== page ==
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Connell C - LB Mar 2022

Barclay is new health and social care secretary as Boris throws in the towel

Steve Barclay, Downing Street’s chief of staff, is the new health and social care secretary following Sajid Javid’s dramatic resignation saying that the government was not “acting in the national interest” and that he could “no long continue in good conscience”.

Javid’s move sparked a tsunami of governmental resignations with chancellor Rishi Sunak following suit within minutes, followed by 56 others in quick succession.

Johnson put up a defiant defence as support for him crumbled, suffering a battering in the Commons yesterday that finally floored him this morning as he let it be known he was resigning.

Johnson announced at lunchtime that he will remain in office until a new leader is elected, a process that may take as long as three months to complete. In the meantime ministries are depleted of ministers and it remains unclear whether those resigning will have their resignations revoked or whether new faces will be appointed. This includes health minister Edward Argar who resigned last night.

Barclay, the MP for North East Cambridgeshire, was greeted by immediate calls to provide more funding for the NHS and for pay increases.

Barclay said: “It is an honour to take up the position of health and social care secretary, Our NHS and social care staff have showed us time and again – throughout the pandemic and beyond – what it means to work with compassion and dedication to transform lives. This government is investing more than ever before in our NHS and care services to beat the Covid-19 backlogs, recruit 50,000 more nurses, reform social care and ensure patients across the country can access the care they need.”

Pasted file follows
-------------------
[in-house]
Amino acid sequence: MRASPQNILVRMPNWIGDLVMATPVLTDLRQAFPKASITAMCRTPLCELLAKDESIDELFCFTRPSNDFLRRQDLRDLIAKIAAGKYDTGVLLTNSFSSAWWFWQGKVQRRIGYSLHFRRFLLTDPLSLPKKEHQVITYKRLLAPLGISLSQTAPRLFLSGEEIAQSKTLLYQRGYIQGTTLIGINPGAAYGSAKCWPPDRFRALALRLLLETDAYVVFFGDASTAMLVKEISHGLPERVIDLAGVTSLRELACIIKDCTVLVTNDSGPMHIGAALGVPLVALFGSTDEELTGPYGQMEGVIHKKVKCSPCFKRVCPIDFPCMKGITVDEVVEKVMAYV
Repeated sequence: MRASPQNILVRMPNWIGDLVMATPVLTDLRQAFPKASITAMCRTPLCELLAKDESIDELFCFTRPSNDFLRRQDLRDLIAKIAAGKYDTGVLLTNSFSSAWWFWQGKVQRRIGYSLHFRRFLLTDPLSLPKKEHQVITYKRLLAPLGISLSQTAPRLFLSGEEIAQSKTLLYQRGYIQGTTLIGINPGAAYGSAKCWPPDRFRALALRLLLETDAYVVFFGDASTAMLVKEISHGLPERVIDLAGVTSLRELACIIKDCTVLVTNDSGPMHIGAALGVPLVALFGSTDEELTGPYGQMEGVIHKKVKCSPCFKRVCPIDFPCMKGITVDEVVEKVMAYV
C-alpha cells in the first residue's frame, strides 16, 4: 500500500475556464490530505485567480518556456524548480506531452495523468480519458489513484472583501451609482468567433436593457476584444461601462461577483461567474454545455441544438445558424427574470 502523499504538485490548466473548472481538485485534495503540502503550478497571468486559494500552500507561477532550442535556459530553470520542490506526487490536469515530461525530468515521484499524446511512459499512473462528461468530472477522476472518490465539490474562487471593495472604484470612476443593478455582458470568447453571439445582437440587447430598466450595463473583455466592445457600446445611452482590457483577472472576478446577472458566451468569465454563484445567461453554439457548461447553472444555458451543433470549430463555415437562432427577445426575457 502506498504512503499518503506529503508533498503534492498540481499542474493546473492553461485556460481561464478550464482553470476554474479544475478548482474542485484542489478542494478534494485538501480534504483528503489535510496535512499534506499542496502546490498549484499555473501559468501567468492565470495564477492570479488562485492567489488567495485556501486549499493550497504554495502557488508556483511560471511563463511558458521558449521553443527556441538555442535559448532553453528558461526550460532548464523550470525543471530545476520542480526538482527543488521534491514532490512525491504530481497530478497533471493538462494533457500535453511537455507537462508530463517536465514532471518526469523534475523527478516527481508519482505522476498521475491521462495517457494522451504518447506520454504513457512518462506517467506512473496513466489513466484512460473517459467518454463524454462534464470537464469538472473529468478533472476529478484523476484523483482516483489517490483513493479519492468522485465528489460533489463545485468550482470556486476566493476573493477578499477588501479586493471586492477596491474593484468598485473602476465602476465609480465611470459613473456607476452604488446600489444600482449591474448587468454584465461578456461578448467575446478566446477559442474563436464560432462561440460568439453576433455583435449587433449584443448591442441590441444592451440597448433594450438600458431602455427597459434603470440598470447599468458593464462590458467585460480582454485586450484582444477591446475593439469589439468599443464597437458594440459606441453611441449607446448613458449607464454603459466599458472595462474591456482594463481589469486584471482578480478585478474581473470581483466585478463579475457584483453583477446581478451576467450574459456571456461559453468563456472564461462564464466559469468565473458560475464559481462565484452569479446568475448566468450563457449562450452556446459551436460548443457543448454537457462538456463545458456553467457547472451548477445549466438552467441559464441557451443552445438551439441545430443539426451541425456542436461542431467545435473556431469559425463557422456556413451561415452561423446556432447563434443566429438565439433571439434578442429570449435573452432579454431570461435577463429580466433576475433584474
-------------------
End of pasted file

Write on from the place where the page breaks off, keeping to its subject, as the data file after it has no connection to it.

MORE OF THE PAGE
Matthew Taylor, chief executive of the NHS Confederation, said: “Mr Javid’s departure presents an opportunity for more realism in the immediate challenges facing the NHS. In particular, there needs to be greater recognition from both the new health and social care secretary and chancellor that if we are to create an NHS that is fit for the future, then this must be reflected in the capital investment it is given.

“Health leaders were aghast by the recent claims that the NHS does not need more money when nine in ten of them told us that their efforts to reduce the size of their lists were being hindered by a decade-long underinvestment in their buildings and estates.”

NHS Providers’ interim chief executive Saffron Cordery added: “On Covid-19, while staff continue to work flat out to reduce waiting lists and ramp up activity, the NHS is in for a bumpy ride over the next few months as it grapples with new and unpredictable variants alongside the pressures that seasonal flu may bring earlier than usual this year. This impacts all parts of the NHS, including mental health, community and ambulance services.

“All eyes will be on how the new health and social care secretary addresses major challenges including serious workforce shortages right across the NHS, the forthcoming NHS pay award amid the cost-of-living crisis, and the government’s New Hospitals Programme which promises to give the NHS much-needed capital investment to benefit patients and the quality of care.

Dolin Bhagawati, vice-chair of Doctors Association UK, commented: “With a record-breaking backlog, rising covid cases, short staffing, retention and recruitment issues as well as pay and conditions problems facing the NHS on its 74th birthday, DAUK calls for a health secretary appointment that is genuinely committed to addressing these very real problems that end up affecting all patients, and not a convenient politically expedient appointment.”

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